Resolve vs Handle - What's the difference?

resolve | handle |


As verbs the difference between resolve and handle

is that resolve is (resolver) while handle is to use the hands.

As a noun handle is

a part of an object which is held in the hand when used or moved, as the haft of a sword, the knob of a door, the bail of a kettle, etc or handle can be (slang) a name, nickname or pseudonym.

resolve

English

Verb

(resolv)
  • To find a solution to (a problem).
  • To reduce to simple or intelligible notions; to make clear or certain; to unravel; to explain.
  • to resolve a riddle
  • * Shakespeare
  • Resolve my doubt.
  • To solve again.
  • To make a firm decision to do something.
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  • To determine or decide in purpose; to make ready in mind; to fix; to settle.
  • He was resolved by an unexpected event.
  • To come to an agreement or make peace; patch up relationship, settle differences, bury the hatchet.
  • (transitive, intransitive, reflexive) To break down into constituent parts; to decompose; to disintegrate; to return to a simpler constitution or a primeval state.
  • * Shakespeare
  • O, that this too too solid flesh would melt, / Thaw, and resolve itself into a dew!
  • * Dryden
  • Ye immortal souls, who once were men, / And now resolved to elements again.
  • * {{quote-magazine, year=2013, month=July-August, author= Fenella Saunders, magazine=(American Scientist)
  • , title= Tiny Lenses See the Big Picture , passage=The single-imaging optic of the mammalian eye offers some distinct visual advantages. Such lenses can take in photons from a wide range of angles, increasing light sensitivity. They also have high spatial resolution, resolving incoming images in minute detail.}}
  • To cause to perceive or understand; to acquaint; to inform; to convince; to assure; to make certain.
  • * Alexander Pope
  • Resolve me, Reason, which of these is worse, / Want with a full, or with an empty purse?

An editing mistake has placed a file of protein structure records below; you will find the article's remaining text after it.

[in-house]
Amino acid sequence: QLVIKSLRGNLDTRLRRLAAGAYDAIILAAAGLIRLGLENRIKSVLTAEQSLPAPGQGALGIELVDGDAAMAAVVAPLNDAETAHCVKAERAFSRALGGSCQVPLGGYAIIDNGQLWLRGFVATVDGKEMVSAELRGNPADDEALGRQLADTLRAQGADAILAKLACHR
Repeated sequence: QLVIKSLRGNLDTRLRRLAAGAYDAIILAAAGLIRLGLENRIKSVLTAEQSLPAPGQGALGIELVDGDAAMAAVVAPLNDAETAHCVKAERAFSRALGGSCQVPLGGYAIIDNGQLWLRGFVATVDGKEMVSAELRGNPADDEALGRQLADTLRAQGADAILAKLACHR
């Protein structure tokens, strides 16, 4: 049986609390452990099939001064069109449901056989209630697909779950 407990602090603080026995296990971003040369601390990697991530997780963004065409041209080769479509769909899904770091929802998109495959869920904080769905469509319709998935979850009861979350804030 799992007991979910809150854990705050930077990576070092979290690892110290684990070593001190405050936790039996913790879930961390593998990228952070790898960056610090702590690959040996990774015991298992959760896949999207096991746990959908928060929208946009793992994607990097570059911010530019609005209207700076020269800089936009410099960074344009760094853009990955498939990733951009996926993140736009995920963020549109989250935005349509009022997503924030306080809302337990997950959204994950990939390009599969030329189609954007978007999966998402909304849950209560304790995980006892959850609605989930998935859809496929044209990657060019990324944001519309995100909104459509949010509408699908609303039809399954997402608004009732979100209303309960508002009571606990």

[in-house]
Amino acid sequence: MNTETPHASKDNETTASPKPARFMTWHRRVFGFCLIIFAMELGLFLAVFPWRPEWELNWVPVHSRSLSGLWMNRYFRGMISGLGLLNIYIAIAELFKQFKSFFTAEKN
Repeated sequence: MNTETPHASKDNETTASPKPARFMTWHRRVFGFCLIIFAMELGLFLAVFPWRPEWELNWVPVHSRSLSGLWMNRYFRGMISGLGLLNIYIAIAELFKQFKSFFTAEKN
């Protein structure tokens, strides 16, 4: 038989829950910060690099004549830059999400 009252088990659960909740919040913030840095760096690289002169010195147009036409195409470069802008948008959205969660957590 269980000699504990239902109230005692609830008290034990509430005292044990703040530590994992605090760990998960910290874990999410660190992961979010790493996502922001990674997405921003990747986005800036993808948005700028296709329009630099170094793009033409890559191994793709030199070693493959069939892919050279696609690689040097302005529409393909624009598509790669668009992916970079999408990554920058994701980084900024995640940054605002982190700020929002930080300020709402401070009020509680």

• * Sir Walter Raleigh
  • In health, good air, pleasure, riches, I am resolved it can not be equalled by any region.
  • * Milton
  • We must be resolved how the law can be pure and perspicuous, and yet throw a polluted skirt over these Eleusinian mysteries.
  • (music) To cause a chord to go from dissonance to consonance.
  • (computing) To find the IP address of a hostname, or the entity referred to by a symbol in source code; to look up.
  • (rare) To melt; to dissolve; to liquefy or soften (a solid).
  • (rare, intransitive, reflexive) To melt; to dissolve; to become liquid.
  • * Arbuthnot
  • When the blood stagnates in any part, it first coagulates, then resolves , and turns alkaline.
  • (obsolete) To liquefy (a gas or vapour).
  • (medicine, dated) To disperse or scatter; to discuss, as an inflammation or a tumour.
  • (obsolete) To relax; to lay at ease.
  • (Ben Jonson)

    Derived terms

    * resolvable * resolver

    References

    *

    Noun

    (en noun)
  • Determination, will power.
  • ''It took all my resolve to go through with it.
  • * {{quote-news
  • , year=2011 , date=October 1 , author=Saj Chowdhury , title=Wolverhampton 1 - 2 Newcastle , work=BBC Sport citation , page= , passage=Alan Pardew's current squad has been put together with a relatively low budget but the resolve and unity within the team is priceless.}}

    Synonyms

    * fortitude, inner strength, resoluteness, sticktoitiveness, tenacity

    handle

    English

    Etymology 1

    From (etyl) handel, handle, from (etyl) .

    Noun

    (en noun)
  • A part of an object which is held in the hand when used or moved, as the haft of a sword, the knob of a door, the bail of a kettle, etc.
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  • That of which use is made; an instrument for effecting a purpose (either literally or figuratively); a tool.